With Portland’s version of a heat wave upon us, and a kitchen that’s finally not in a basement, I’m loving the easy-dinner lifestyle of making do with whatever’s in the fridge, and turning it into some sort of creative cold salad.  Last night, I swung by the GO on the way home and, though their produce section is not the most impressive part of the store, I did find a good looking eggplant and a bag of cole slaw for super cheap, and turned it into dinner.

First I roasted the eggplant in little spears, coated with olive oil, salt, pepper, and nutritional yeast.

I made a spicier version of my go-to pizza dough, adding some tandoori seasoning that gave it a nice saffron flavor.  But instead of baking it, I rolled it into a little patty disc and lightly fried it in the skillet, giving it a wonderful naan flatbread quality.

I found some leftover ranch dressing in the fridge that I used to dress the cole slaw, and layered this on the flatbread with the eggplant spears for an awesome main dish.  I had a handful of beets in my fridge that I had already roasted a few days earlier, when my friend Hollis (now a Portlander!!!) brought over a bunch from her garden to the Tuesday soiree.  I sliced these up and tossed them with some red onion, olive oil, balsamic, candied walnuts, and Bacos.  Fantastic.


All right.  I think I’m back on the wagon.


This Week’s Groceries

Fred Meyer 7/27

  • Cucumbers: $1.18
  • Green pepper: $0.59
  • Orange pepper: $1.50
  • Roma tomato: $0.64
  • Roasted chicken: $5.99

TOTAL: $9.90

REMAINING FOR THE MONTH: $146.75 (carried over $6.65 unused from last month)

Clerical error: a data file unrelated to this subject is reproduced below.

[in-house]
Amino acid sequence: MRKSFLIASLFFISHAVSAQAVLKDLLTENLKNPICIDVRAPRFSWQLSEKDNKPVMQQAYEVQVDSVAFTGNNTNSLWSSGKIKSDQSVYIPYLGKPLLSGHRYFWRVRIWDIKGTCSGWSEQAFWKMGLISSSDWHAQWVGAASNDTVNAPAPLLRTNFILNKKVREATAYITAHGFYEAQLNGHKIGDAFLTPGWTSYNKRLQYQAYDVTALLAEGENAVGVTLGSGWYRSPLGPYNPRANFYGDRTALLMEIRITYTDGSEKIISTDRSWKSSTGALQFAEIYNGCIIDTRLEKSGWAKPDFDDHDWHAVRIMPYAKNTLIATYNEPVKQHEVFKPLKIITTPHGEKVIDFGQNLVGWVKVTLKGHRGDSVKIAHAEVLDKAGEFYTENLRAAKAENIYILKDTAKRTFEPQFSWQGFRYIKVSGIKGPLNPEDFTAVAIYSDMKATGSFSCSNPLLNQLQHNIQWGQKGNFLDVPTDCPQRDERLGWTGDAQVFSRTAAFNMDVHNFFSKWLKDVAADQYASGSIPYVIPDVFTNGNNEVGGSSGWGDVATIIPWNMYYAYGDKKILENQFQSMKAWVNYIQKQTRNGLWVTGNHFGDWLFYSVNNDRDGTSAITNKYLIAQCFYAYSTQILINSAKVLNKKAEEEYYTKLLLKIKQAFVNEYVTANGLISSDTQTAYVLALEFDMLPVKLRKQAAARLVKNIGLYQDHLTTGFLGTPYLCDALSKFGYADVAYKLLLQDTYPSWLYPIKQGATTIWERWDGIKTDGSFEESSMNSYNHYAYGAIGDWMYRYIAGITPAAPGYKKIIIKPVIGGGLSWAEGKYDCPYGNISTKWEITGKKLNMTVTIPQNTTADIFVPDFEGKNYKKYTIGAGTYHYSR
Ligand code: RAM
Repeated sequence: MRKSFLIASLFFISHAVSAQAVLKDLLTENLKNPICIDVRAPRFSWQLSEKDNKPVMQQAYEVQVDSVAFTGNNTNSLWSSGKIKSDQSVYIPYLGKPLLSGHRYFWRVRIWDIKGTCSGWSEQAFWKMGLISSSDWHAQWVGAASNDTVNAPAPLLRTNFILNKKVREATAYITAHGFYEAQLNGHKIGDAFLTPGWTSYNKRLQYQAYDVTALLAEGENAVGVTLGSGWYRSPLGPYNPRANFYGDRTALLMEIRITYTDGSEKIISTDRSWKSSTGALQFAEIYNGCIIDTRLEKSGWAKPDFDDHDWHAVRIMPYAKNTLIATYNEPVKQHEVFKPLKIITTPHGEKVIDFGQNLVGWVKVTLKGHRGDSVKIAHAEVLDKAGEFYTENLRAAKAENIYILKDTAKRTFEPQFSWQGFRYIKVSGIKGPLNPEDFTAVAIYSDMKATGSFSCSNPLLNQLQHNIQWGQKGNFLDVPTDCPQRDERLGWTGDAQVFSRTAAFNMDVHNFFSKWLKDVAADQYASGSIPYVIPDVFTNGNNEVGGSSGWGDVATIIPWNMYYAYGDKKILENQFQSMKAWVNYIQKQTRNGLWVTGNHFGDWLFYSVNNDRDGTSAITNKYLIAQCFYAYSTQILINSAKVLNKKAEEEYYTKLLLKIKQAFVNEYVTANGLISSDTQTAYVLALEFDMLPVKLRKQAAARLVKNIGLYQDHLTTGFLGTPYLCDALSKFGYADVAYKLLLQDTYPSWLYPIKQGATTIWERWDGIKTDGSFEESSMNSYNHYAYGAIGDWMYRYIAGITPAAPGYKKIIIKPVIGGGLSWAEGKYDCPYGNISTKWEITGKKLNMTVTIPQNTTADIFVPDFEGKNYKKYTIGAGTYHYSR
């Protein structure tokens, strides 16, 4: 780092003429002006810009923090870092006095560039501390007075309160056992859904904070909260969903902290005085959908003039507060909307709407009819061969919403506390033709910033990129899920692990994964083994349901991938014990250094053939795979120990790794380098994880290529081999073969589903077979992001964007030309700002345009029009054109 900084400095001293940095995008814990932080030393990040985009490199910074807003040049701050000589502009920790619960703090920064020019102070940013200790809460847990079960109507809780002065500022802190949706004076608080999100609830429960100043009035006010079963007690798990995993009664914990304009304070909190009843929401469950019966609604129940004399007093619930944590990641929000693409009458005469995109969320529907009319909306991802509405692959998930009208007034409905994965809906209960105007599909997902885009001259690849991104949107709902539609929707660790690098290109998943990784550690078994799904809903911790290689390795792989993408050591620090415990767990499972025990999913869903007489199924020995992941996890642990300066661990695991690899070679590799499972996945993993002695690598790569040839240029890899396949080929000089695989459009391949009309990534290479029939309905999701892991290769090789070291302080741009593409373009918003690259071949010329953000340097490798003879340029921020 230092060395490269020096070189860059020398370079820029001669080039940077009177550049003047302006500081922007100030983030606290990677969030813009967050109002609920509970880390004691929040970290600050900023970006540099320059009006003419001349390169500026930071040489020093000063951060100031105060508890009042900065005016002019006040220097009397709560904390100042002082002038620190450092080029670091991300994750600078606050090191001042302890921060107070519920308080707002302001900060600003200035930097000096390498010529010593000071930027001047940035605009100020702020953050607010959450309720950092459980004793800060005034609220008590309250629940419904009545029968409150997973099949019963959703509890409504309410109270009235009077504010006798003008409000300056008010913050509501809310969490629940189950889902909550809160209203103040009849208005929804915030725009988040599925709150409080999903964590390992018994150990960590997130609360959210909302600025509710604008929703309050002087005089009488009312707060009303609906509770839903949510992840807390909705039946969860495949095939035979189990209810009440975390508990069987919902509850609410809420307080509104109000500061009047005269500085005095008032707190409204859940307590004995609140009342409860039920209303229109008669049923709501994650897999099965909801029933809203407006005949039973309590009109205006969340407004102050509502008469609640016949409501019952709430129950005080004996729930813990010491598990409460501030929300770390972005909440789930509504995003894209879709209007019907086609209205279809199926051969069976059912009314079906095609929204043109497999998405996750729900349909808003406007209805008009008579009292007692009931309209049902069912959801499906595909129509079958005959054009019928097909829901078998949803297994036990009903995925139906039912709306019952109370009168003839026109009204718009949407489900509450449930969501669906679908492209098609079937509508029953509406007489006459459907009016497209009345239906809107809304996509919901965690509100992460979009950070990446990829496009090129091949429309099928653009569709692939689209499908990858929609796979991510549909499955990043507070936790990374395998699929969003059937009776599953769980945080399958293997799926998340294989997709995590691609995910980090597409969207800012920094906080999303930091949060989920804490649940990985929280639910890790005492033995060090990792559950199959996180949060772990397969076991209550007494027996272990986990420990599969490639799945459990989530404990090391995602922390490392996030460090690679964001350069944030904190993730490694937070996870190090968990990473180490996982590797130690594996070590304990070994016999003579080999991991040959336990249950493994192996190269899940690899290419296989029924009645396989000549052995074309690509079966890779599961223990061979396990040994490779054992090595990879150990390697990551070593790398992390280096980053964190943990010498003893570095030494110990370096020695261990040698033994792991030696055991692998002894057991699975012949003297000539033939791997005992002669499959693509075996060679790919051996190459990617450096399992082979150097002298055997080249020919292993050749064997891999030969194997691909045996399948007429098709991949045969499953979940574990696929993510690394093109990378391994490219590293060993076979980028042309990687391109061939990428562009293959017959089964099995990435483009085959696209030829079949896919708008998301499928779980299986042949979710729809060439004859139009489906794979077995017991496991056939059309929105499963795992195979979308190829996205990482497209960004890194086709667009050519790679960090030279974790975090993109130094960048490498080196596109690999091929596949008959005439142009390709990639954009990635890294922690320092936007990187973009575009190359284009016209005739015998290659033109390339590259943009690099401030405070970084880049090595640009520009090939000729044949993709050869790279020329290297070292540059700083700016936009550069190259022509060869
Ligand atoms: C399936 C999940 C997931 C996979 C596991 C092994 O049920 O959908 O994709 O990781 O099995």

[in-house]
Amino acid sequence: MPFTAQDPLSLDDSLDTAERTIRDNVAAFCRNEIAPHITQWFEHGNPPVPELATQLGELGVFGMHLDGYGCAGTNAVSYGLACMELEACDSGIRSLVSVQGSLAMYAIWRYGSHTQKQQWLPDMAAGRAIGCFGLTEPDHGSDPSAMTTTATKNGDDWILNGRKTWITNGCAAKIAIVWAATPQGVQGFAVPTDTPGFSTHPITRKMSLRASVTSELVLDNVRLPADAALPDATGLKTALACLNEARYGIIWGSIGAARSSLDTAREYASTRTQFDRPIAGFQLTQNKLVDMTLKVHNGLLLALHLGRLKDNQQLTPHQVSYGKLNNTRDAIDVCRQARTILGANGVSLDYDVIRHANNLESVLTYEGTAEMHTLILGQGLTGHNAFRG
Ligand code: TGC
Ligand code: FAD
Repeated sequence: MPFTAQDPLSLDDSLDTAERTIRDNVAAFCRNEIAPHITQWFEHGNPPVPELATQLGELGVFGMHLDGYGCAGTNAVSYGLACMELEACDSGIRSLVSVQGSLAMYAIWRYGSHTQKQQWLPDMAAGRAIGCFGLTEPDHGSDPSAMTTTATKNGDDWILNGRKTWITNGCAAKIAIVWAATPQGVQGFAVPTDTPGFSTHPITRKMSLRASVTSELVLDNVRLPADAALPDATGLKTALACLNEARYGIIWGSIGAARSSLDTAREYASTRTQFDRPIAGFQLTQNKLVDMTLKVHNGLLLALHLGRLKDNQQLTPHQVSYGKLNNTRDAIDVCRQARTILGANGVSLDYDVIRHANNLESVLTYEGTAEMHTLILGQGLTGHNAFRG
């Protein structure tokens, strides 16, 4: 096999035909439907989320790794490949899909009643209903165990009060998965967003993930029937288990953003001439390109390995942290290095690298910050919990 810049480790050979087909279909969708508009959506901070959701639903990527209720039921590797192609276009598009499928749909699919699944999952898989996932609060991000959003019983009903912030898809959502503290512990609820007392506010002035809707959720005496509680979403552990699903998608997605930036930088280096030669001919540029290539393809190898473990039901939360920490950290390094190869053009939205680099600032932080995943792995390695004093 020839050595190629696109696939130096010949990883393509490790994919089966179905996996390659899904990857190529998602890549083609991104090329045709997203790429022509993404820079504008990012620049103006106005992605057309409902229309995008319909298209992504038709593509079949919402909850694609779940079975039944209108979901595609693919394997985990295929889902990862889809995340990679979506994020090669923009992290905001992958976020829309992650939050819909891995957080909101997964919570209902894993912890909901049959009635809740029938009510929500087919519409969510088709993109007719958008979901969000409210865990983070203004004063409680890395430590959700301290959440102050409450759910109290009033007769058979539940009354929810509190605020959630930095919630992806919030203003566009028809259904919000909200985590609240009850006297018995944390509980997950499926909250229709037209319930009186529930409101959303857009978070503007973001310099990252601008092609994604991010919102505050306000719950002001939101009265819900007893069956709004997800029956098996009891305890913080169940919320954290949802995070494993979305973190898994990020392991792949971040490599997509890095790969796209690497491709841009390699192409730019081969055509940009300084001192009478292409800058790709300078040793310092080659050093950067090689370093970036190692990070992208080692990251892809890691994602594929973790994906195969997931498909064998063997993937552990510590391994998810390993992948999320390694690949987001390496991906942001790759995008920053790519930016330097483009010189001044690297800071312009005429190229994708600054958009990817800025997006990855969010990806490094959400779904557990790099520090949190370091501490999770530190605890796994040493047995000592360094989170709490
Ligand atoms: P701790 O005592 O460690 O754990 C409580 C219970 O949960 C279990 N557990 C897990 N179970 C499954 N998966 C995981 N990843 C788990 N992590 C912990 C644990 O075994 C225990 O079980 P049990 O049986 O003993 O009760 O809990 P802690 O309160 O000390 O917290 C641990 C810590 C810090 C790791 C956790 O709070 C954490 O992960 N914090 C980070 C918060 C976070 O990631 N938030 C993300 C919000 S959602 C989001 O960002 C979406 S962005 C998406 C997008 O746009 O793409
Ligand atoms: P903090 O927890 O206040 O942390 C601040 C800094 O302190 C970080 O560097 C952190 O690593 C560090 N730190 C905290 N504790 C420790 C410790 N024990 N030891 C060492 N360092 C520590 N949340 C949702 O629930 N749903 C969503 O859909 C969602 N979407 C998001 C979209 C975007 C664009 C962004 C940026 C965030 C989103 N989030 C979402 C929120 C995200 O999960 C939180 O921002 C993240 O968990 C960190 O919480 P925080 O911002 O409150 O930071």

Grocery Outlet 7/31

  • Cottage cheese: $2.39
  • Chocolate milk: $1.69
  • Pico de gallo: $2.99
  • Pepper jack cheese: $3.17
  • Cubed seitan: $0.99 
  • Green onion: $0.50
  • Red bell pepper: $0.59
  • Bag of russet potatoes: $2.99
  • Avocado: $0.99
  • Green grapes: $2.99

TOTAL: $19.29

REMAINING FOR THE MONTH: $127.46

 


Chicken Soft Tacos with Buttermilk Cilantro Slaw

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Tuesday I had one of those days where I feel like I’m living someone else’s life.  I spent all day doing things that my schedule doesn’t usually consist of — things like going to yoga, and meeting with an SEO consultant, and then driving to Beaverton to meet my real estate agent for the first time(!).

 

All these things have been creeping into my life slowly, like a few weeks ago when my friend Erika texted me out of the blue and asked if I wanted to join her at this yoga class she goes to every week at the gym we share, but never cross paths at.  It was my first time ever doing yoga (am I the last person on the planet?  Or at least in Portland?), and admittedly, it does feel pretty zen.  I don’t think it’s zen in the way that yoga is supposed to make you feel zen though, because I’d much rather bask in the 1,000 things zooming through my mind than clear it, and I’m pretty bad at remembering to breathe in my daily life as it is, so it’s not the meditative aspect of it that appeals to me.  Honestly, I just really love being sore the next day, which I have been all three weeks that I’ve gone.  No, the zen I get from it is the weird kick in the pants of, for the rest of the day, thinking, I am one of those people who goes to yoga at 10:15 on Tuesday mornings.  I ordered my own mat yesterday on Amazon, NBD.